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Sunday, March 19, 2006

Hot Tracks on Wax… Cylinder

Posted by on March 19 at 8:26 AM

If you enjoyed the Border Radio column last July wherein I mentioned the old-timey music archive Turtle’s “78 RPM” Jukebox (you’ll have to scroll down to the end of the column), make sure to read Jody Rosen’s excellent story “How Pop Sounded Before It Popped” in today’s New York Times Arts section. It offers a comprehensive and entertaining overview of the efforts of historians to preserve and distribute the wealth of surviving popular recordings from the early part of the 20th century. Fun, fascinating stuff.

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Oh, my god, thank you, Kurt. This is the SHIT. 78s and cylinders rule.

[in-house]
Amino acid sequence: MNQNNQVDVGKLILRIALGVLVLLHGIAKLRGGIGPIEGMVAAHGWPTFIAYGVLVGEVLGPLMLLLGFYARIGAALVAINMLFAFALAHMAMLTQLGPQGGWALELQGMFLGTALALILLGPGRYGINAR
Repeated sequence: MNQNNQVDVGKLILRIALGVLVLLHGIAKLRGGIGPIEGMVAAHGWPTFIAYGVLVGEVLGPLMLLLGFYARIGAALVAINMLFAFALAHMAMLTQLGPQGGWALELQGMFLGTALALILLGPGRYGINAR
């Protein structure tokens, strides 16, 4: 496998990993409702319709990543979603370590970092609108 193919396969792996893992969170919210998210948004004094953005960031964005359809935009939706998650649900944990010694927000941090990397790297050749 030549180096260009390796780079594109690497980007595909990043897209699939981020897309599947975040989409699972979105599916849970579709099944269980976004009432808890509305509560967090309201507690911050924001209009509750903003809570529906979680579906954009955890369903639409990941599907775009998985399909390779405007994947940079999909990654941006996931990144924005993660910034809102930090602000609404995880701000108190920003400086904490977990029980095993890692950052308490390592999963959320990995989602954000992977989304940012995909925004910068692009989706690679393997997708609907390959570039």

If you want to flip your understanding of the way the world works inside out, read "Where Dead Voices Gather" by Nick Tosches while you're listening to some of this stuff. It's amazing to find out, for instance, that a fair portion of the "authentic" rural folk music, black and white, that guys like Alan Lomax recorded in the field, was in fact not ancient African pre-blues or Appalachian Childe ballads, but Tin Pan Alley tunes that Lomax, being a purist (spit) was unfamiliar with. The stew of American popular culture is a thousand times more complex than the Rolling Stone versio allows for.

Archeophone is the best label in the world.

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